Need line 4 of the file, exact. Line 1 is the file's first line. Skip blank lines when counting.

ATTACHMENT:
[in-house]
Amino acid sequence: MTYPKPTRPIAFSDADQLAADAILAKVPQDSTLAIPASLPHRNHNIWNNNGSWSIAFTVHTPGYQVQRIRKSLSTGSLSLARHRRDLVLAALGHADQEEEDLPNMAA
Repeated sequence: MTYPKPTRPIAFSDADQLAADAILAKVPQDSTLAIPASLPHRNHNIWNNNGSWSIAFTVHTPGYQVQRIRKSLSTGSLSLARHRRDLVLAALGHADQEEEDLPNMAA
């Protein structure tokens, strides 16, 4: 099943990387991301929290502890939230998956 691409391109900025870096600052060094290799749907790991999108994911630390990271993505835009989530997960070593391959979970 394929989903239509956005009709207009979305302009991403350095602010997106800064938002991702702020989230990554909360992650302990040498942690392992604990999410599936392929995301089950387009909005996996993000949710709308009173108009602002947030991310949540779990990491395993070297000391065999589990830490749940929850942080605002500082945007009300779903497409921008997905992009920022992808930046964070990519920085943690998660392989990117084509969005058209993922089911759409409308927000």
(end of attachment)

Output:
């Protein structure tokens, strides 16, 4: 099943990387991301929290502890939230998956 691409391109900025870096600052060094290799749907790991999108994911630390990271993505835009989530997960070593391959979970 394929989903239509956005009709207009979305302009991403350095602010997106800064938002991702702020989230990554909360992650302990040498942690392992604990999410599936392929995301089950387009909005996996993000949710709308009173108009602002947030991310949540779990990491395993070297000391065999589990830490749940929850942080605002500082945007009300779903497409921008997905992009920022992808930046964070990519920085943690998660392989990117084509969005058209993922089911759409409308927000």